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Mayor’s original plans get sidetracked

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Gallup’s new mayor stepped into a maelstrom with the community spread issues of COVID-19.

Since his swearing in there have been two lockdowns in the city and now that the second lockdown has expired, Mayor Louis Bonaguidi is working on what’s next to stop the spread of COVID-19 and get the city back to work.

At a city council meeting May 12, the subject of masks was addressed. More about the meeting can be found in Cody Begaye’s story, City Council mask ordinance goes into effect May 18.

Bonaguidi says there was no reason to extend the lockdown for an additional three days since it didn’t appear that the situation was improving following the two lockdowns that were originally ordered. He pointed to five deaths May 8 in McKinley County and four deaths May 9.

“At this point we’re flying blind,” he said. “We don’t know how we can attack this situation.”

Does he regret becoming mayor at such a difficult moment in time? “No, not at all,” he told the Gallup Sun, May 10.

He said he took on the job because he thought he could probably be of help to the community. When he decided to run, he wanted to work basically on the economy.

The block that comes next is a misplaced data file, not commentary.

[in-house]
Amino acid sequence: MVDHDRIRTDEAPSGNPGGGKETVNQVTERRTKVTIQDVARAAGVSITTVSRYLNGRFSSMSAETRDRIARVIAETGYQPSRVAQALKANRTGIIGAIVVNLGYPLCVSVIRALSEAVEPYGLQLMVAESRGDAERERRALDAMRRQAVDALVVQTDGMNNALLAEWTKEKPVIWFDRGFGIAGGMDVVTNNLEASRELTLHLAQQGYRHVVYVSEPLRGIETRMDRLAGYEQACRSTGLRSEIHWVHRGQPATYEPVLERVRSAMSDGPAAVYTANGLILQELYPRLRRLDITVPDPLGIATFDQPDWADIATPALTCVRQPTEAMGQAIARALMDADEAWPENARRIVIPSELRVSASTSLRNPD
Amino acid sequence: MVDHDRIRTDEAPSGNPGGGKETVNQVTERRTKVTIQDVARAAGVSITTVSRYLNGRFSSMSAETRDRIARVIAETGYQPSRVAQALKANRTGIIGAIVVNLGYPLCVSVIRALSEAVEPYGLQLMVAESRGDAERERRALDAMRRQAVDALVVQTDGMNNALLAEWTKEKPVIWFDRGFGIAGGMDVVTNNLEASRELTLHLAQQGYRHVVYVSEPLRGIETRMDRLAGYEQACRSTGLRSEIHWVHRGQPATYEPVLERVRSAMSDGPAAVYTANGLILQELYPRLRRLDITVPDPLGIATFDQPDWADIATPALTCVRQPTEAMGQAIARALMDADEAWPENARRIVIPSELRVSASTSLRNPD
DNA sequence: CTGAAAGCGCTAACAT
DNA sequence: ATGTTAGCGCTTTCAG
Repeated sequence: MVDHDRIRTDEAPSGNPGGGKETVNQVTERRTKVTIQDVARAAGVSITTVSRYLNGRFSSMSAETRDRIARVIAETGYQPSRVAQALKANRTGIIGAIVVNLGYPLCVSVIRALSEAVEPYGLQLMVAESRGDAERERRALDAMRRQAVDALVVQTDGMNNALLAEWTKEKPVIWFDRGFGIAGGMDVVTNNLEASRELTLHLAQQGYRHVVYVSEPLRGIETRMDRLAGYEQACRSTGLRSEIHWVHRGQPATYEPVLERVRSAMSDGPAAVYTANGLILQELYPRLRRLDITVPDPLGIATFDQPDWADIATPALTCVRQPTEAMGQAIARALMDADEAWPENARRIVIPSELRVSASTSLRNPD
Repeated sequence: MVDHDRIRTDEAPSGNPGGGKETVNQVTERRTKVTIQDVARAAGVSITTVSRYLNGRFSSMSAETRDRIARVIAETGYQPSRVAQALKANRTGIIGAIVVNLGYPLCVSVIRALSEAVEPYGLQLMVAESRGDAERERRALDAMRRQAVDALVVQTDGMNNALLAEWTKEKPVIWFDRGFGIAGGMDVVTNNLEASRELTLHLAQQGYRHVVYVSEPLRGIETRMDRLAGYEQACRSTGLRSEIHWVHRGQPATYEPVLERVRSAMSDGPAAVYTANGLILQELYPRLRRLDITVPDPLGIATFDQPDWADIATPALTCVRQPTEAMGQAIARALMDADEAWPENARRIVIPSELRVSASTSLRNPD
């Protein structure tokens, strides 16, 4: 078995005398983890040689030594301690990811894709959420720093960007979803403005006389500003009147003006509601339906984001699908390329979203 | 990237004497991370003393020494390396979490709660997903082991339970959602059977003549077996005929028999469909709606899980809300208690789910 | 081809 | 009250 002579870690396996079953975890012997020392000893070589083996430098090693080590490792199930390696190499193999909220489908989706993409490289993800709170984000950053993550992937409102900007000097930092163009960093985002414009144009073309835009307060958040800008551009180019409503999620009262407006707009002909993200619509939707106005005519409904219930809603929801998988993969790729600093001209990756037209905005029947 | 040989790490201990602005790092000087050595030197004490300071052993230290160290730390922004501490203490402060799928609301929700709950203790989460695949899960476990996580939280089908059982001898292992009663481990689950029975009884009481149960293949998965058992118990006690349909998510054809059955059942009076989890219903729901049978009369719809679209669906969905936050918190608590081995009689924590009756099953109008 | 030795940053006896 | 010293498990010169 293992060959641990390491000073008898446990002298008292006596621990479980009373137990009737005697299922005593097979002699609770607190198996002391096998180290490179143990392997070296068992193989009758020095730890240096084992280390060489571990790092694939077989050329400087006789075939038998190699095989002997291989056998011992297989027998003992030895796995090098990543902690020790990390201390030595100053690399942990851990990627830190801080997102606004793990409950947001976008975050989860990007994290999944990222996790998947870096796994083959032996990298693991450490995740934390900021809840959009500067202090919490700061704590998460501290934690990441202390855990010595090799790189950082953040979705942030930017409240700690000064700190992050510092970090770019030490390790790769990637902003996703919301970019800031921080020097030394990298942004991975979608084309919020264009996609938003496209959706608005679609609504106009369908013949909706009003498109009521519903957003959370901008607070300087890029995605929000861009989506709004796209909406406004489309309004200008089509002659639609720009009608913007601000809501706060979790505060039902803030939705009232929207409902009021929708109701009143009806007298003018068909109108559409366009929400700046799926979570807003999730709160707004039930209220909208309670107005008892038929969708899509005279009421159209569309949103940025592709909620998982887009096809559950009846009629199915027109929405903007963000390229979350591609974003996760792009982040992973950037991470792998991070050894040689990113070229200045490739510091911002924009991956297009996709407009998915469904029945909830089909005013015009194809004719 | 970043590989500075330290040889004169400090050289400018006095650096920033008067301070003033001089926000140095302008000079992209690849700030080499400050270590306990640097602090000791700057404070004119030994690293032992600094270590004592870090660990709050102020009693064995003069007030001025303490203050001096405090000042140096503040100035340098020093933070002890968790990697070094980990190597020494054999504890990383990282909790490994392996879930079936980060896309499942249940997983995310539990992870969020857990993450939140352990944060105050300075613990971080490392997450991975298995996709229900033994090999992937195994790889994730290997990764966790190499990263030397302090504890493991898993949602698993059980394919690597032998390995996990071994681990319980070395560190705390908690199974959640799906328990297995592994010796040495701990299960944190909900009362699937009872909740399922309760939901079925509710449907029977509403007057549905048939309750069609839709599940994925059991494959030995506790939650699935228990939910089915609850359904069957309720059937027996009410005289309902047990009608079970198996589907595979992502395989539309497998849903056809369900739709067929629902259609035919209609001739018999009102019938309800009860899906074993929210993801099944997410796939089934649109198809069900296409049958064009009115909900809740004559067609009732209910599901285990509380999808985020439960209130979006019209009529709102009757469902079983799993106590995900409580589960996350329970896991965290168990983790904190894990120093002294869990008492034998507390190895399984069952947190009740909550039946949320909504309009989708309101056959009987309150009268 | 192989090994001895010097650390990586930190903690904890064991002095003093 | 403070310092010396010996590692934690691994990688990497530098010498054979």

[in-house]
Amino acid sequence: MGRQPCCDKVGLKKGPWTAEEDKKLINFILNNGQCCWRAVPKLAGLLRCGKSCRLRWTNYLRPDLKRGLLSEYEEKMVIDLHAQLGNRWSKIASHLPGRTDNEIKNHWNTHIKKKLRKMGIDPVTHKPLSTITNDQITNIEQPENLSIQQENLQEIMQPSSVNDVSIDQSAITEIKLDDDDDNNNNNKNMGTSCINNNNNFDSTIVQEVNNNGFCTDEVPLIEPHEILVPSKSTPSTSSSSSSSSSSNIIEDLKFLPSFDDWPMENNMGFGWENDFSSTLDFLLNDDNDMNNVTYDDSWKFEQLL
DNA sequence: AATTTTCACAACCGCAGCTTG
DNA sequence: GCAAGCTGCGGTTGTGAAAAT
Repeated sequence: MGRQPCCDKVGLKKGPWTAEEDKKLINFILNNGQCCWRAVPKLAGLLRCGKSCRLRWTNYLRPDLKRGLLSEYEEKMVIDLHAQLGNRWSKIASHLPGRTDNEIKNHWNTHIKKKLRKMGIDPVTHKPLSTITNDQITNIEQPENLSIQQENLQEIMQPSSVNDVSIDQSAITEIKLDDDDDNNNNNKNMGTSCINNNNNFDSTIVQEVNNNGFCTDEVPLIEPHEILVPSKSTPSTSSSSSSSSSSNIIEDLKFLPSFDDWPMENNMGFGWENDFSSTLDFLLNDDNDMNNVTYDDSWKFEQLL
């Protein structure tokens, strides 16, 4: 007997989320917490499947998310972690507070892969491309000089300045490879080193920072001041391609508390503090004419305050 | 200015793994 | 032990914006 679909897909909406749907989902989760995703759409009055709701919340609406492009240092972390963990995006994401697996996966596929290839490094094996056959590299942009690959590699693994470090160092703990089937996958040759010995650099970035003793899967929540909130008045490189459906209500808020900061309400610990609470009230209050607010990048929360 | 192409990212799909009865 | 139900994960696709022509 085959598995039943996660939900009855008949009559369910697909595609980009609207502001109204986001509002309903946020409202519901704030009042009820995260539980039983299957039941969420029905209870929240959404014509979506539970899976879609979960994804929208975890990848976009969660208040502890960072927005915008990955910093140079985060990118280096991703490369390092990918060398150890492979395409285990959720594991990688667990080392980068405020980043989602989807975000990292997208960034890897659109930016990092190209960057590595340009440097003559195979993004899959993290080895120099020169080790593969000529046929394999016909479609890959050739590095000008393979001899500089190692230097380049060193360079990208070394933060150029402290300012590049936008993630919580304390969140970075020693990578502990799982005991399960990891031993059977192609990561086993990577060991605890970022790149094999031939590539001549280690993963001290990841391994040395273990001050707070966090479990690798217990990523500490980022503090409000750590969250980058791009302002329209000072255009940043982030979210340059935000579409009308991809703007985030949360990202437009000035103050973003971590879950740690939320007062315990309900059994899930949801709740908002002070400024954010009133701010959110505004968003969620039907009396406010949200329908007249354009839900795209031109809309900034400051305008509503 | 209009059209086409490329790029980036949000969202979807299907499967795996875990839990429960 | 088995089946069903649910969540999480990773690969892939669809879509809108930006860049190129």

“This is a great business town,” he said. “We need more retail stores, more industries for that matter. I felt I had the experience. I was on city council when we lobbied for the Navajo Gallup pipeline and Na’ Nizhoozhi Center , so I had experience in lobbying Washington and Gallup and Santa Fe.”

Looking at the city now he said, “Gallup has lost more than it’s gained in the last 30 years.”

The mayor spoke about the railroad spur and Fort Wingate and coal mines and I-40.  He acknowledged the losses Gallup has suffered and the need to have water to bring in industry.

That’s his vision: bringing industry to Gallup.

“Why not? Microsoft or Intel…We’re limited to what we got [water]. We’re high plains desert. With water coming in, that would open it up to small industries,” he said.

As he thinks about bringing in business, he is simultaneously focused on finding solutions for COVID-19 community spread.

By Beth Blakeman
Associate Editor